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Doctors freeze eggs of girls, 5

Catherine McDiarmid-Watt | Tuesday, July 03, 2007 | 0 comments

Doctors have managed to extract eggs from five-year-old girls and freeze them for use when they are old enough to have children.

The scientific advance, which had been thought impossible, will enable girls suffering childhood cancers such as leukaemia to become parents in later life. Thousands are left infertile each year after undergoing chemotherapy.

It also opens the possibility of storing girls’ eggs to protect them against any form of infertility in later life.

Previously it was believed the eggs of prepubescent girls were too immature to be extracted. It was thought they became viable only at puberty by reacting to hormonal changes in the body.

Israeli doctors have, however, managed to extract the eggs and then culture them in test-tubes to make them viable. The resulting eggs are no different to those of a 20-year-old, say the doctors.

The doctors are part of the same research team that made medical history by treating a mother who gave birth to twins from embryos frozen 12 years earlier. The experiment demonstrated that eggs or embryos could be frozen for lengthy periods without damage.

Dr Ariel Revel, a lecturer in obstetrics and gynaecology at Hadassah University hospital, Jerusalem said: “We have developed a technique which allows us to obtain eggs even from girls and to mature them in vitro. We isolate eggs from the tissue and, following one or two days in culture, they are mature enough for freezing.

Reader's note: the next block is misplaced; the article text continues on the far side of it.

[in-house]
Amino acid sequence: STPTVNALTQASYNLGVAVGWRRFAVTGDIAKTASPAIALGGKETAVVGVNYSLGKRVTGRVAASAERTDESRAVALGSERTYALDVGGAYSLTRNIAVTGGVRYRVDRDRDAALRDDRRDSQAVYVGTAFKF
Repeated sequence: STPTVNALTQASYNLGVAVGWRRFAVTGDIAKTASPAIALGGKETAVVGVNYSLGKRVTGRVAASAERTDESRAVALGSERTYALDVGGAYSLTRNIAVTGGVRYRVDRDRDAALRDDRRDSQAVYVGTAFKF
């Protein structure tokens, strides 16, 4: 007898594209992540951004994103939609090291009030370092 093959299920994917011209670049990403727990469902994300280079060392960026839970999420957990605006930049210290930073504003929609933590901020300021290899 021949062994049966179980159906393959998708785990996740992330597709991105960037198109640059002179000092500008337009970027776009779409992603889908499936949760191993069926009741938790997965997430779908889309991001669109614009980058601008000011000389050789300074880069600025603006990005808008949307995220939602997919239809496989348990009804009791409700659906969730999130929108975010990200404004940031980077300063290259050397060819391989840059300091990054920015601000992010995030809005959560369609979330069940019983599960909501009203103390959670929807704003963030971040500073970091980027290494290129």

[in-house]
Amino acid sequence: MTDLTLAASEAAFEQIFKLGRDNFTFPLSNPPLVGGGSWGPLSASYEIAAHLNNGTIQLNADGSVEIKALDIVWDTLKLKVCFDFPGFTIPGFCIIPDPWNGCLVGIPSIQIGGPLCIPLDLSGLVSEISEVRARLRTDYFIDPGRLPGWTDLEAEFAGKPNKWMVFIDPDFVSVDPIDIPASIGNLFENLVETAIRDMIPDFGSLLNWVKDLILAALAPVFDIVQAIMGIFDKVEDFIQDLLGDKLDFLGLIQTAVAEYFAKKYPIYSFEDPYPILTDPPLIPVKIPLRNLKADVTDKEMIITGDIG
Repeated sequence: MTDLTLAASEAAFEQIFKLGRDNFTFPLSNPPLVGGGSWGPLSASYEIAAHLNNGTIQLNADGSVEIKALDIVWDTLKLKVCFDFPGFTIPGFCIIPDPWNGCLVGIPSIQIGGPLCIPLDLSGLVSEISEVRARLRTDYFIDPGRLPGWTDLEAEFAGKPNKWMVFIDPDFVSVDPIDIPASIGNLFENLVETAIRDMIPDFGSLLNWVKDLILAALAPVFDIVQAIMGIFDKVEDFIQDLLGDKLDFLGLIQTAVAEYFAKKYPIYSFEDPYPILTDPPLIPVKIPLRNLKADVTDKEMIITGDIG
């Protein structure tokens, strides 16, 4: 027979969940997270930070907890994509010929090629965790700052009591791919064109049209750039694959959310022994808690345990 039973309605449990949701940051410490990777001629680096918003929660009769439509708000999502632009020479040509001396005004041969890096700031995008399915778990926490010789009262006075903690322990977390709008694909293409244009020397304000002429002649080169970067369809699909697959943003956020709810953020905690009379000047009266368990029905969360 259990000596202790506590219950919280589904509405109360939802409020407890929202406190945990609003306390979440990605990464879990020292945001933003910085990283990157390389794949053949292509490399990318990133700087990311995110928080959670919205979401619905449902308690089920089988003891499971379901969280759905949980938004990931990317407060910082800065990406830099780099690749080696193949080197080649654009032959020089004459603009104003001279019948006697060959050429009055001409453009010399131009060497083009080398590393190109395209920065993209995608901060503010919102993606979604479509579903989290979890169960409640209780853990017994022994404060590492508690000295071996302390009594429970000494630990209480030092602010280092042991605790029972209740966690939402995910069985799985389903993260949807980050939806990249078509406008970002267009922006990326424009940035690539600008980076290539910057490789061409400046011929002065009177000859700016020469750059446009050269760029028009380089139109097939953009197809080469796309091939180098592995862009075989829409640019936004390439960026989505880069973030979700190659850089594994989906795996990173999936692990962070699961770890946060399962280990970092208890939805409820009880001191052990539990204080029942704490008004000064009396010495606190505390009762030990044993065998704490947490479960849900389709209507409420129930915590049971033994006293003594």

“The results are quite surprising. Since these girls are not menstruating, we would expect maturing them to be very difficult, but we have shown that they do mature. The cancer treatment these girls are having will almost certainly cause them to become infertile. Although this is still experimental, any technique that tries to restore fertility to these girls is worth trying.”

Revel will present the full results of his research at the annual meeting of the European Society of Human Reproduction and Embryology in Lyon, France, this week.

About 1,500 children undergo treatment for cancer every year in Britain. Seventy-five per cent survive the disease but many will be left infertile by radiotherapy and chemotherapy treatment.

The breakthrough has been welcomed by British cancer and fertility doctors. Professor Gedis Grudzinskas, medical director of the Bridge Fertility Centre, London, said: “This is very important because this is the first time that human eggs have undergone changes in the test-tube which normally take place during puberty.

“Prior to puberty the ovaries are not sensitive to hormones. They become sensitive to hormones gradually during puberty. This is a subtle change and it is amazing that this can occur in a Petri dish.”

But Josephine Quintavalle of Comment on Reproductive Ethics, a campaign group worried about some forms of in vitro fertilisation techniques, expressed concern that if the eggs were donated to a woman of childbearing age, a resulting child could have a biological mother who was only a few years older.